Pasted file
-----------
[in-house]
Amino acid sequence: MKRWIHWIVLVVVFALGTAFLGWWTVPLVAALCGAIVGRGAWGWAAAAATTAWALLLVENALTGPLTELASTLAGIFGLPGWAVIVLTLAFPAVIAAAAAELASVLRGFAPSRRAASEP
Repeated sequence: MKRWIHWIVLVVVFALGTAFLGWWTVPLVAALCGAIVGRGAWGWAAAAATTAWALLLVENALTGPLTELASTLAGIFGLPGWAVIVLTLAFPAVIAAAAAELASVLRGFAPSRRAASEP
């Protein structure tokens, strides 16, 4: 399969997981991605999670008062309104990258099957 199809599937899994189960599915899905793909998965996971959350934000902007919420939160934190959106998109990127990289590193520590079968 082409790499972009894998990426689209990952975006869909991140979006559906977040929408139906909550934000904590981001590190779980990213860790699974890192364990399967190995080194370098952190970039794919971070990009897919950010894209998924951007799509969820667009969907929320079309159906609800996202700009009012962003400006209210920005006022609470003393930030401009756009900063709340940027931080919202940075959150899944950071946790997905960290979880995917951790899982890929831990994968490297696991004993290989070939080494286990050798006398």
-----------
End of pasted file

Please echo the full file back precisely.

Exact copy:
[in-house]
Amino acid sequence: MKRWIHWIVLVVVFALGTAFLGWWTVPLVAALCGAIVGRGAWGWAAAAATTAWALLLVENALTGPLTELASTLAGIFGLPGWAVIVLTLAFPAVIAAAAAELASVLRGFAPSRRAASEP
Repeated sequence: MKRWIHWIVLVVVFALGTAFLGWWTVPLVAALCGAIVGRGAWGWAAAAATTAWALLLVENALTGPLTELASTLAGIFGLPGWAVIVLTLAFPAVIAAAAAELASVLRGFAPSRRAASEP
């Protein structure tokens, strides 16, 4: 399969997981991605999670008062309104990258099957 199809599937899994189960599915899905793909998965996971959350934000902007919420939160934190959106998109990127990289590193520590079968 082409790499972009894998990426689209990952975006869909991140979006559906977040929408139906909550934000904590981001590190779980990213860790699974890192364990399967190995080194370098952190970039794919971070990009897919950010894209998924951007799509969820667009969907929320079309159906609800996202700009009012962003400006209210920005006022609470003393930030401009756009900063709340940027931080919202940075959150899944950071946790997905960290979880995917951790899982890929831990994968490297696991004993290989070939080494286990050798006398």